BY ADEDIWURA OKELEYE
Respected Nollywood filmmaker Tunde Kelani launched his film school, Mainframe Film and Media Institute (MFMI) in June and the first set of students graduated earlier this month.
In a recent interview, the Dazzling Mirage producer opened up about his vision for the institute, what he learnt from the students, the things holding Nollywood back from bursting into global film festivals among other things.
Excerpts from the interview below:
On what he learnt from the students and his hopes for them…
“For me, facilitators, staff and students, it has been a journey of self-discovery. There is so much learning to do in the world. And I am more delighted watching students gradually begin to change or reflect perceptions. I could already write a book on the first experience. We shall upload the two graduation films in a matter of days and you could assess progress already made.”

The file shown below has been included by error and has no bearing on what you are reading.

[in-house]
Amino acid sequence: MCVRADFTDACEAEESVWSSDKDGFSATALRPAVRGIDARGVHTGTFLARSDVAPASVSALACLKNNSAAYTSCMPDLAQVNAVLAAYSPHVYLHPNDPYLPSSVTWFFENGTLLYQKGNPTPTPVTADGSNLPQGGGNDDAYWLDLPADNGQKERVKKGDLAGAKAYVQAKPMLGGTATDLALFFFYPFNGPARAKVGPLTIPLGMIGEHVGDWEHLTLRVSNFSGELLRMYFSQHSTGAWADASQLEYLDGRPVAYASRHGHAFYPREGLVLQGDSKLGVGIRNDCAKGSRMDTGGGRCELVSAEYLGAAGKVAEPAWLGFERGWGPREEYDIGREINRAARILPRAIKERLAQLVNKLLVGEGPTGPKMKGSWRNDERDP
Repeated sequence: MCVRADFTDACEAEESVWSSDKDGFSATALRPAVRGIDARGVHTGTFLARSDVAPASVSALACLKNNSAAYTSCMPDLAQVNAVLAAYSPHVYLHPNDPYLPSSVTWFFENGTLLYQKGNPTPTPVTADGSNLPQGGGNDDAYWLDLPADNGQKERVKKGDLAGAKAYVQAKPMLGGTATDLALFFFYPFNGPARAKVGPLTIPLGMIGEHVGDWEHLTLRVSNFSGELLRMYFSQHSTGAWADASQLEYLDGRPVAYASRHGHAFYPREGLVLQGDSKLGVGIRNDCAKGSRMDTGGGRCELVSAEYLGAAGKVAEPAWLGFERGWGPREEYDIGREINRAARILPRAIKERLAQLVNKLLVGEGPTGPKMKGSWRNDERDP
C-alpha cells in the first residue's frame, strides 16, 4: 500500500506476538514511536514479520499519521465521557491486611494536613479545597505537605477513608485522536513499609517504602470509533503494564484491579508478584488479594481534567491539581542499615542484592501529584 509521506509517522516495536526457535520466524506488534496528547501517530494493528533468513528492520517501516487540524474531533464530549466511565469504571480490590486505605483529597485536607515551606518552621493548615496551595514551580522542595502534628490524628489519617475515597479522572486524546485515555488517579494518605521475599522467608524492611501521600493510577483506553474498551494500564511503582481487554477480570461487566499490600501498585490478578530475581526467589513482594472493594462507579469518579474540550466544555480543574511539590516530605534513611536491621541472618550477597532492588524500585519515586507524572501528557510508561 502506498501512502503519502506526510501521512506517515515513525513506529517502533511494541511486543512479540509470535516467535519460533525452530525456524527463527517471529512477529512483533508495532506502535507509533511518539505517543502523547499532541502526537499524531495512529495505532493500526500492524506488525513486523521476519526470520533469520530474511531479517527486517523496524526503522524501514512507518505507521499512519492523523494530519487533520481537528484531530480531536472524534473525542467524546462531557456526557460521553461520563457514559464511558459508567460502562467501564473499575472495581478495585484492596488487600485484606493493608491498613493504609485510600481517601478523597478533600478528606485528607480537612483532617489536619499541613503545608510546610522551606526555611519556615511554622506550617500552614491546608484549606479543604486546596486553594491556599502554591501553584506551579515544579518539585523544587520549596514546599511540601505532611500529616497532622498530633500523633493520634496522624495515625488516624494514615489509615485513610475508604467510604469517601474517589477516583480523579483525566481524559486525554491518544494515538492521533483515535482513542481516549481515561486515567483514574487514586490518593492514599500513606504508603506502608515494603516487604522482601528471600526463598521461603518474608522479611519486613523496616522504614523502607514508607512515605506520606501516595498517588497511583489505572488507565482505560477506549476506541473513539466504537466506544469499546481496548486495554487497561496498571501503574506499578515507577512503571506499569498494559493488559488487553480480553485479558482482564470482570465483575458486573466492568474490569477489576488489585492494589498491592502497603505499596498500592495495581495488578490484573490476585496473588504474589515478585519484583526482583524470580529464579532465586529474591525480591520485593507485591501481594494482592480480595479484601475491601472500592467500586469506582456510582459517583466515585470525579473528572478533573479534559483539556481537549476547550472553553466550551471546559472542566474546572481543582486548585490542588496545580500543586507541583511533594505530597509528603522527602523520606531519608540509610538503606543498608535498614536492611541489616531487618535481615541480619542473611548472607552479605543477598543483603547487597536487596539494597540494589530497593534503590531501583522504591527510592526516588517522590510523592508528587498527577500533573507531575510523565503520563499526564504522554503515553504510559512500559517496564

When asked why Nigerian films are yet to feature in global film festivals, Tunde Kelani said the low budgets Nigerian films are made on makes it difficult for them to stand beside films in the global film festivals.
On his various cinematic influences…
“I am a special case. I have certainly been influenced by cinemas from everywhere – Hollywood, Polish, German, Russian, French, British, China, Indian, African but none of them experienced the Yoruba Travelling Theatre especially in its golden years. Traces of this can be found in my cinema. I am most influenced by my cultural experience.”
When he was asked if he intended to retire from filmmaking anytime soon he responded, “Wait until I am 70. If Wole Soyinka has not stopped writing, who am I to stop making films? The answer is as long as I have good health, I hope to spend the rest of my life practicing.”
Read the full feature on The Nation